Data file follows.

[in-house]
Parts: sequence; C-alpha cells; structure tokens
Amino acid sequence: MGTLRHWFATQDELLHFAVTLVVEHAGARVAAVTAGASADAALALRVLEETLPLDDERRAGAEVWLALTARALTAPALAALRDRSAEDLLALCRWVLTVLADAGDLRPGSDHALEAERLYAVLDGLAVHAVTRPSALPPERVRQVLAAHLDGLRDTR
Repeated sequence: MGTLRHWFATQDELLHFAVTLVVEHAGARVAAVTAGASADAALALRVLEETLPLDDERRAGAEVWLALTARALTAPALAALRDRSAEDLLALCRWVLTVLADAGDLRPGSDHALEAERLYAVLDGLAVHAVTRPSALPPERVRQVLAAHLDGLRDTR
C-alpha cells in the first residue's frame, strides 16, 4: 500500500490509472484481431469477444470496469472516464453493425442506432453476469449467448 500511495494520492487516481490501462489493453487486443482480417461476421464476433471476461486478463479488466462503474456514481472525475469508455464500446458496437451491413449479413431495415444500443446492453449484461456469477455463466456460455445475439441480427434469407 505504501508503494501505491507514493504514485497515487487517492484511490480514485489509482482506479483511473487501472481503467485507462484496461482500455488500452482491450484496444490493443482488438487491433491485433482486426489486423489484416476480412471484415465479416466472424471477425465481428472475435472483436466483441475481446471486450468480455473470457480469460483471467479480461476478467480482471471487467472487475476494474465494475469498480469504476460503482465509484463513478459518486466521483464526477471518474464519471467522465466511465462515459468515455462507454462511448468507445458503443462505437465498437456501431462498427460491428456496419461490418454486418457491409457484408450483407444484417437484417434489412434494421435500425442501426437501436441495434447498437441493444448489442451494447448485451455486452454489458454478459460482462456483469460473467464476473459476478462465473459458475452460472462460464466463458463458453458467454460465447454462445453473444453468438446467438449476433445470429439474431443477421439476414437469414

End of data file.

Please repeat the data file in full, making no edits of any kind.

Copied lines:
[in-house]
Parts: sequence; C-alpha cells; structure tokens
Amino acid sequence: MGTLRHWFATQDELLHFAVTLVVEHAGARVAAVTAGASADAALALRVLEETLPLDDERRAGAEVWLALTARALTAPALAALRDRSAEDLLALCRWVLTVLADAGDLRPGSDHALEAERLYAVLDGLAVHAVTRPSALPPERVRQVLAAHLDGLRDTR
Repeated sequence: MGTLRHWFATQDELLHFAVTLVVEHAGARVAAVTAGASADAALALRVLEETLPLDDERRAGAEVWLALTARALTAPALAALRDRSAEDLLALCRWVLTVLADAGDLRPGSDHALEAERLYAVLDGLAVHAVTRPSALPPERVRQVLAAHLDGLRDTR
C-alpha cells in the first residue's frame, strides 16, 4: 500500500490509472484481431469477444470496469472516464453493425442506432453476469449467448 500511495494520492487516481490501462489493453487486443482480417461476421464476433471476461486478463479488466462503474456514481472525475469508455464500446458496437451491413449479413431495415444500443446492453449484461456469477455463466456460455445475439441480427434469407 505504501508503494501505491507514493504514485497515487487517492484511490480514485489509482482506479483511473487501472481503467485507462484496461482500455488500452482491450484496444490493443482488438487491433491485433482486426489486423489484416476480412471484415465479416466472424471477425465481428472475435472483436466483441475481446471486450468480455473470457480469460483471467479480461476478467480482471471487467472487475476494474465494475469498480469504476460503482465509484463513478459518486466521483464526477471518474464519471467522465466511465462515459468515455462507454462511448468507445458503443462505437465498437456501431462498427460491428456496419461490418454486418457491409457484408450483407444484417437484417434489412434494421435500425442501426437501436441495434447498437441493444448489442451494447448485451455486452454489458454478459460482462456483469460473467464476473459476478462465473459458475452460472462460464466463458463458453458467454460465447454462445453473444453468438446467438449476433445470429439474431443477421439476414437469414